Apple

    Bookmark   October 27, 2010 at 1:42PM
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helga1

How often to you water in S/H? Only when the reservoir is empty? Will the pellets stay moist until the water in the reservoir runs dry? How high (and how many) do you drill the holes?
Also, what kind of orchids are doing well with such a method?

Thanks.
Helga.

    Bookmark   November 4, 2010 at 9:47PM
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albertan(Florida (10))

I have had a lot of success with aliflor and semi-hydro growing, particularly phals and catts. The original roots rot after transfering to hydro, and the new roots acclimate to the constant moisture and often grow down into reservor with no harm to them. I usually dump plant after 4 months in semihydro, remove rotted old roots and repot in same pellets after rinsing them. The constant weak fertilizing keeps plants lookin' good and blooming seasonally. I don't do denderobes this way because of their ungainly height and difficulty in firmly staking them. But I DO grow them in aliflor in clay pots, using ring supports for support and easy grooming.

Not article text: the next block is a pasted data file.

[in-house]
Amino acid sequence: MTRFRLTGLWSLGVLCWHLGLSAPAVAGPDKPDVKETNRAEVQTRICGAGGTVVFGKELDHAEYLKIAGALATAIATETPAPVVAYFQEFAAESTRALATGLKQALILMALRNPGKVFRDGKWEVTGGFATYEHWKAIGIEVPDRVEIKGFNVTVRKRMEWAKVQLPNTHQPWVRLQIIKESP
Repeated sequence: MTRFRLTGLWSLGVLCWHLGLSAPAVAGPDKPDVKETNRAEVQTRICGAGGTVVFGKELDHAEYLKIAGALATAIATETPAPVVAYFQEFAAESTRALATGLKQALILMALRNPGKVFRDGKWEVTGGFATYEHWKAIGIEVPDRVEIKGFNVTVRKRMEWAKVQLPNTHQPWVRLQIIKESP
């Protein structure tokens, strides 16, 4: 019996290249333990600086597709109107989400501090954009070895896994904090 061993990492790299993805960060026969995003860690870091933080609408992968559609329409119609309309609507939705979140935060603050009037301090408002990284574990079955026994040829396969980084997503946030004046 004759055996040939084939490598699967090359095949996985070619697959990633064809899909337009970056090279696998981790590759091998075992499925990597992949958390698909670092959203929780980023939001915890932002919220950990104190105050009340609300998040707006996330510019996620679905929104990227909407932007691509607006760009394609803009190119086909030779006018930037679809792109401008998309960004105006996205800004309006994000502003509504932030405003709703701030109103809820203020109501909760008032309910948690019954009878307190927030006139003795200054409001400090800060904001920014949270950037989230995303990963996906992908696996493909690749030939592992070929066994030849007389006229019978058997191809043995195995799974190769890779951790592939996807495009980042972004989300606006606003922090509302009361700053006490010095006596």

Bookmark   November 6, 2010 at 1:39AM
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helga1

albertan, can you show us your staked dens in aliflor and phals in semihydro? Thank you.

H.

    Bookmark   November 6, 2010 at 10:12PM